and that I may make him so that he existeth not.

May his name never exist, and may what is born to him never live ; may he never exist, and may his kinsfolk never exist; may he never exist, and may his relatives never exist; may he never exist, and may his heir never exist; may his offspring never grow to maturity; may his seed never be established ; moreover, may his soul, and body, and spirit, and shade, and words of power, and his bones, and his skin, never more exist.”

The Rubric runs :

“This Chapter is to be said over a figure of Āpepi, inscribed upon new papyrus with green ink, and placed inside a covering on which his name hath been written, and thou shalt tie these round tightly with cord, and put such a figure and covering into the fire every day.

Thou shalt stamp upon it and defile it with thy left foot, and thou shalt spit upon it four times during the course of every day, and when thou hast placed it upon the fire thou shalt say,

‘Rā triumpheth over thee, Āpepi, and Horus triumpheth over his enemies, and P-āa (i.e., the deceased) triumpheth over his enemies.’

Next thou shalt write down the names of all the male and female devils of which thy heart is afraid, the names of all the enemies of P-āa, in death, and in life, and the names of their father, mother, and children, [and place the papyrus] inside the covering, together with a wax figure of Āpepi.

These shall then be placed in the fire in the name of Āpepi, and shall be burnt when Rā riseth in the morning; this thou shalt repeat at noon and at evening when Rā setteth in the land of life, whilst there is light at the foot of the mountain. Over each figure of Āpepi thou shalt recite the above chapter, in very truth, for the doing of this shall be of great benefit [for thee] upon earth and in the Underworld.” [13]


Serpents and Snakes

To destroy the fiends which were associated with Āpepi it was necessary to make figures of them in wax, and having inscribed their names upon them to tie them round with black hair, and then to cast them on the ground, and kick them with the left foot, and pierce them with a stone spear.

To obtain the full benefit of all the names of Āpepi a man had to make the figure of a serpent with his tail in his mouth, and having stuck a knife in its back, and cast it down upon the ground, to say,

“Āpep, Fiend, Betet.”

The faithful follower of Rā is also bidden to

“make another serpent with the face of a cat, and with a knife stuck in his back, and call it Hemhem.
Make another with the face of a crocodile, and with a knife stuck in his back, and call it Hauna-ȧru-ḥer-ḥrȧ;
make another with the face of a duck, and with a knife stuck in his back, and call it Aluti.
Make another with the face of a white cat, and with a knife stuck in his back, and tie it up and bind it tightly, and call it ‘Āpep the Enemy.’”

The papyrus which contains these interesting passages was written about B.C. 312-311, though the compositions in it are very much older, but it shows that, even at that period, when the Macedonians had begun to reign over Egypt, and Greek influence was making itself supreme in the country, the old beliefs still held sway over the minds of the Egyptians. In fact, in this matter as in nearly all others, they clung most tenaciously to the views and opinions of their forefathers.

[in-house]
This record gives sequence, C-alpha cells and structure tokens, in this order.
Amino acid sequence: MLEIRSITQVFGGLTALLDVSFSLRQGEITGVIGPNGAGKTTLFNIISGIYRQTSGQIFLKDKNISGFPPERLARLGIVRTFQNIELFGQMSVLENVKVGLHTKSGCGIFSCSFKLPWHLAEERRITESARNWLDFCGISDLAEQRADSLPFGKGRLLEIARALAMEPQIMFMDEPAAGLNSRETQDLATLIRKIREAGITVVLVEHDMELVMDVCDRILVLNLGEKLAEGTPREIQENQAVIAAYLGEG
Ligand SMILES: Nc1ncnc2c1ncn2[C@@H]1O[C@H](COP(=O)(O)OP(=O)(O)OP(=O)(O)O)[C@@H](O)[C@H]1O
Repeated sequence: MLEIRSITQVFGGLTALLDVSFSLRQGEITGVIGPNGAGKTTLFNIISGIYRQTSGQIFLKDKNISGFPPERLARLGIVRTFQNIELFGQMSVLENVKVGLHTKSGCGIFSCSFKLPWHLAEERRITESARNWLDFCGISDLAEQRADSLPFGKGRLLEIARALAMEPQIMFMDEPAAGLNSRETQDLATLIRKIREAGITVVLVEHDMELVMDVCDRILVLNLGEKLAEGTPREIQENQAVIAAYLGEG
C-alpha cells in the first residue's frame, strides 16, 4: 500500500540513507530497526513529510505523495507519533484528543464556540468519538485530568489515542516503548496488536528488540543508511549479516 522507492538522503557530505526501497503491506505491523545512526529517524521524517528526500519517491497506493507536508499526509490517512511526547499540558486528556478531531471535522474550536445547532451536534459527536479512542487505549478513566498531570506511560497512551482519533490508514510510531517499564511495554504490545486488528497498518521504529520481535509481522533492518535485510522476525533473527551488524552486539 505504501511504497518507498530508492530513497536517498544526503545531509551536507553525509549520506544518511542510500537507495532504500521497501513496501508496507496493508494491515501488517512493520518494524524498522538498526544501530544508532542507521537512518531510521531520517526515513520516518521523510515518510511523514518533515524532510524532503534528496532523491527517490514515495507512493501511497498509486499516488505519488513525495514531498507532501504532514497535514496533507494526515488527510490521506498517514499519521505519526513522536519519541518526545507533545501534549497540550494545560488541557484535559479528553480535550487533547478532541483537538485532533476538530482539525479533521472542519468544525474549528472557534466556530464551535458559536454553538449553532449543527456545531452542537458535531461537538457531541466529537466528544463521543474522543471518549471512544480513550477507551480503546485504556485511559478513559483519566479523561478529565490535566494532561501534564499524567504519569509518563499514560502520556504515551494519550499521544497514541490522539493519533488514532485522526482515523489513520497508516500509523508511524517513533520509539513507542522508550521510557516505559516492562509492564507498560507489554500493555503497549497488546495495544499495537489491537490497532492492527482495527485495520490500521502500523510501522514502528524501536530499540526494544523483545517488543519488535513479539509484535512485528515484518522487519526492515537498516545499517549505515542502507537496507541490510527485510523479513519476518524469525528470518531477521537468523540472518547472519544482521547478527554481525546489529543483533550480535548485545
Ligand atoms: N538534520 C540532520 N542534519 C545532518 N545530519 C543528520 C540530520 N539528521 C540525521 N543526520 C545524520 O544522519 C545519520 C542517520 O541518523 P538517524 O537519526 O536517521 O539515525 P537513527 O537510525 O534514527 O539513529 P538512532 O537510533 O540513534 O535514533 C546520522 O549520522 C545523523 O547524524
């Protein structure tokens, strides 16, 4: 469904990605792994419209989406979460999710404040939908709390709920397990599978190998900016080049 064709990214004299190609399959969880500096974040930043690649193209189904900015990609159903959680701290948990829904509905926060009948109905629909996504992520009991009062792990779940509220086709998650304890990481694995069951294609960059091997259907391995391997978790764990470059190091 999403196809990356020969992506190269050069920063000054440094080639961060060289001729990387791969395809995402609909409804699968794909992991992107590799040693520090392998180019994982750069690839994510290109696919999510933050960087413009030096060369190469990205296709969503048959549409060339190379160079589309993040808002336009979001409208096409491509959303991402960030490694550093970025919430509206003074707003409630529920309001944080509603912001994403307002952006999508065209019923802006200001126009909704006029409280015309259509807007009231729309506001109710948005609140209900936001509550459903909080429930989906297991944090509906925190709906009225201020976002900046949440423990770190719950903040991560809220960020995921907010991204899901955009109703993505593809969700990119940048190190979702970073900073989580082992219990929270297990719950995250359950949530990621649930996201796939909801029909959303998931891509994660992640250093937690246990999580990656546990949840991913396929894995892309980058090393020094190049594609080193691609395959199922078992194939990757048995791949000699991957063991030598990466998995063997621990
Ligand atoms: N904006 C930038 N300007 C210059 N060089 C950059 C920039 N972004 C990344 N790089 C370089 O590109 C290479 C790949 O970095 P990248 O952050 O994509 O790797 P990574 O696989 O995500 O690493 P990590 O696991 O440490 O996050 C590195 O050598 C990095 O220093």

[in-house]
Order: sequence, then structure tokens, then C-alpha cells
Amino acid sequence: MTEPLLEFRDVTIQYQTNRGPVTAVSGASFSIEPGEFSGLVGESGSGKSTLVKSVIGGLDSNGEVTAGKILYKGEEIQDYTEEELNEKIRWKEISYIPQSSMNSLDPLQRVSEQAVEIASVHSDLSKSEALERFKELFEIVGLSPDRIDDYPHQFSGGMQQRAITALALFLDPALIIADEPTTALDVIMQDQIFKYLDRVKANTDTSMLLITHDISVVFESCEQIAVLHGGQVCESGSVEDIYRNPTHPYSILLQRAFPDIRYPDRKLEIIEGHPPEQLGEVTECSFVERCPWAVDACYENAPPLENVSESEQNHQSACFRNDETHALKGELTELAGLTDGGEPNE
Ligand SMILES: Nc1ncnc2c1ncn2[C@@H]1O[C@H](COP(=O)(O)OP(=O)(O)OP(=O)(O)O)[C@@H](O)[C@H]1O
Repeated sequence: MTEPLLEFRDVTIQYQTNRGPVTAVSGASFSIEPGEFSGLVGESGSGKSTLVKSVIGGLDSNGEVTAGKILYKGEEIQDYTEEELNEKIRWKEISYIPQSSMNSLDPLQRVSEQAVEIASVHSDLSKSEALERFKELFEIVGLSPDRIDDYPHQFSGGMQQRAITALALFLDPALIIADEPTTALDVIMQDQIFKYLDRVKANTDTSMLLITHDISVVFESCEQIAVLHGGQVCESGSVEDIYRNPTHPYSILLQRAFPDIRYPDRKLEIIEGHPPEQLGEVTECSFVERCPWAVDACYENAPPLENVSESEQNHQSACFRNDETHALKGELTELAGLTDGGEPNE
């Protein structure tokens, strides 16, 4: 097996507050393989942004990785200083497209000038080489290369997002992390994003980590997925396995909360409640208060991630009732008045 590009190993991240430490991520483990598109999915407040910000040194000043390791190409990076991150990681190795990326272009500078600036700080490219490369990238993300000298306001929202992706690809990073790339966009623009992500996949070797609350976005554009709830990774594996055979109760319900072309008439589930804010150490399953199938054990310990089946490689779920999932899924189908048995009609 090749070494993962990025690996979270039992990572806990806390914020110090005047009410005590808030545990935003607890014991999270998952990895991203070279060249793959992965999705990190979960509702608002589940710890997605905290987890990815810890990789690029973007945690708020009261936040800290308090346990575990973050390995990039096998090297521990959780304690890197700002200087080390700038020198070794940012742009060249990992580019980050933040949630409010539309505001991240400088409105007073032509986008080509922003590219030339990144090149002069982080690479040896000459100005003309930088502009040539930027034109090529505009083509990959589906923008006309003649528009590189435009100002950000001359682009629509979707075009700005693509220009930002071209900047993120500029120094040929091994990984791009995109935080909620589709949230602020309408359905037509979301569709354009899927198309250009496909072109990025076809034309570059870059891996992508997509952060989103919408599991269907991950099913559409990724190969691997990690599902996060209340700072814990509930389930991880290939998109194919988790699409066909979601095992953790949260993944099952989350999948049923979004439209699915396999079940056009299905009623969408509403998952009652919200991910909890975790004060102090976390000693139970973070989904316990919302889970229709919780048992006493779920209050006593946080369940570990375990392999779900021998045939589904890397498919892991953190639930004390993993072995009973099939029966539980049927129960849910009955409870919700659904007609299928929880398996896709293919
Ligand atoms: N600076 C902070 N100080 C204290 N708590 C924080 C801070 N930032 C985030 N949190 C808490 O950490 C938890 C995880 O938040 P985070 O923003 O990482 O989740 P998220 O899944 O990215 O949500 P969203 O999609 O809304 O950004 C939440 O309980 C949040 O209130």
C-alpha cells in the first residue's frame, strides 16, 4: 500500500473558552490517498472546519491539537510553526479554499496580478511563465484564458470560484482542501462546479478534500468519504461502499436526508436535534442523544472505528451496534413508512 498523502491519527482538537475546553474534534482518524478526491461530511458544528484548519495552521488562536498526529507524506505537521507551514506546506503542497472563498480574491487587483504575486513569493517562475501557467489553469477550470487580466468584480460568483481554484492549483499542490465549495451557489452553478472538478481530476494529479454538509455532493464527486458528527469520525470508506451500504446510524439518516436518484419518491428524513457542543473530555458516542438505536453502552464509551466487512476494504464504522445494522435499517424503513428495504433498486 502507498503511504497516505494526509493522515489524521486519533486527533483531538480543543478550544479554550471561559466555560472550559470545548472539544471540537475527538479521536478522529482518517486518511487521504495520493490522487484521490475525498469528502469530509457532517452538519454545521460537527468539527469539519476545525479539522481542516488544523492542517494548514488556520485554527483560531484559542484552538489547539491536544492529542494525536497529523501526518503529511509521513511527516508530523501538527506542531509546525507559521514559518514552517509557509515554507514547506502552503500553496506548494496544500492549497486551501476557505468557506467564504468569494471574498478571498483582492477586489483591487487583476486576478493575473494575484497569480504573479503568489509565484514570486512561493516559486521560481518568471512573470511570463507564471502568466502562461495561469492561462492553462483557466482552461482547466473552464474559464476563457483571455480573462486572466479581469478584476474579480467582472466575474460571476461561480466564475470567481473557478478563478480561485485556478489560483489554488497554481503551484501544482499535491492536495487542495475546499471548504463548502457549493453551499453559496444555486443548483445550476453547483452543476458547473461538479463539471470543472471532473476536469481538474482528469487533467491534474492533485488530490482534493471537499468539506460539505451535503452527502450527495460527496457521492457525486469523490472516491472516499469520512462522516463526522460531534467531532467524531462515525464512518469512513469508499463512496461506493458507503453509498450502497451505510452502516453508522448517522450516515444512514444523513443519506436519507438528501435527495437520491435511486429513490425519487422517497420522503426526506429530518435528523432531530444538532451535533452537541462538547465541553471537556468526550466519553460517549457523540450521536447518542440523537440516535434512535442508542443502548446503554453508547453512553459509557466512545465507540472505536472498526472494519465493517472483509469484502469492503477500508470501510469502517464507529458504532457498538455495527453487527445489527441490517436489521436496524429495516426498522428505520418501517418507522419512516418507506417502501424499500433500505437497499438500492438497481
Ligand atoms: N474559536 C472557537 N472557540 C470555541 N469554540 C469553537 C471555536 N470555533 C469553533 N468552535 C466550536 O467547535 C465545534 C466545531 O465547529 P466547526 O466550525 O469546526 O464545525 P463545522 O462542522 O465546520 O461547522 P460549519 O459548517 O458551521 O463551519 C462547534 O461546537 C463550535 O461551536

The primitive Egyptians feared snakes and propitiated them, and the earliest dynastic people of the country employed charms, and incantations, and magical formulae to keep snakes, and serpents, and reptiles of every kind from their dead; the priests of Heliopolis respected the prevailing views of their countrymen, and ancient formulae against snakes were copied into their funeral texts. Every Recension of the Book of the Dead contained Chapters which were written to preserve the dead from the attacks of snakes ; it is tolerably certain that some of them contain formulae which are not older than dynastic times, and these show that the fear of serpents was as great as ever, although these reptiles cannot have been so numerous as formerly.

The priests of Ȧmen made snakes to play very prominent parts in the Underworld, and, curiously enough, they thought that the dead Sun-god, or the “Flesh of Rā,” was re-born into the life of a new day, only after he had been drawn in his boat through the body of a serpent.

The Egyptians usually had some reason for the things they said, and wrote, and depicted, and although it is not easy to find the reason in every case, there is, fortunately, little doubt about it here. They observed that snakes sloughed their skins from time to time, and that their bodies were much improved in appearance as the result, and it is pretty certain that they had this habit of snakes in their minds, when they made their god Rā as a new being to emerge in his boat out of the great serpent which lay in deep undulations between the end of the Ṭuat and this world.


Ṭuat and Gehenna

Reference has already been made to the influence upon the hell of the Copts of the old Egyptian mythology about the Ṭuat, and it is right here to point out that the Hebrews appear to have borrowed from it many of their ideas concerning the abodes of the dead in the Underworld. It is quite certain that the hell of which they conceived the existence was not derived from the Babylonians, for we know from the story of Ishtar’s descent into the “land of no return” that, although it had Seven Gates, it contained no pits of fire or monster serpents.

Ishtar, we are told, found it to be a place of darkness, and she saw that the beings in it were dressed in garments of feathers, and that dust and mud were their food.[14] The commonest of the names which the Hebrews gave to the abode of the damned is Gề Hinnom,[15] or Gehenna, which was originally the Valley of Hinnom, that lay quite near to Jerusalem,[16] where children were sacrificed to the god Moloch;[17] this name passed into the New Testament under the form Τεέννα, and into Arabic literature as “Jahannam.”[18]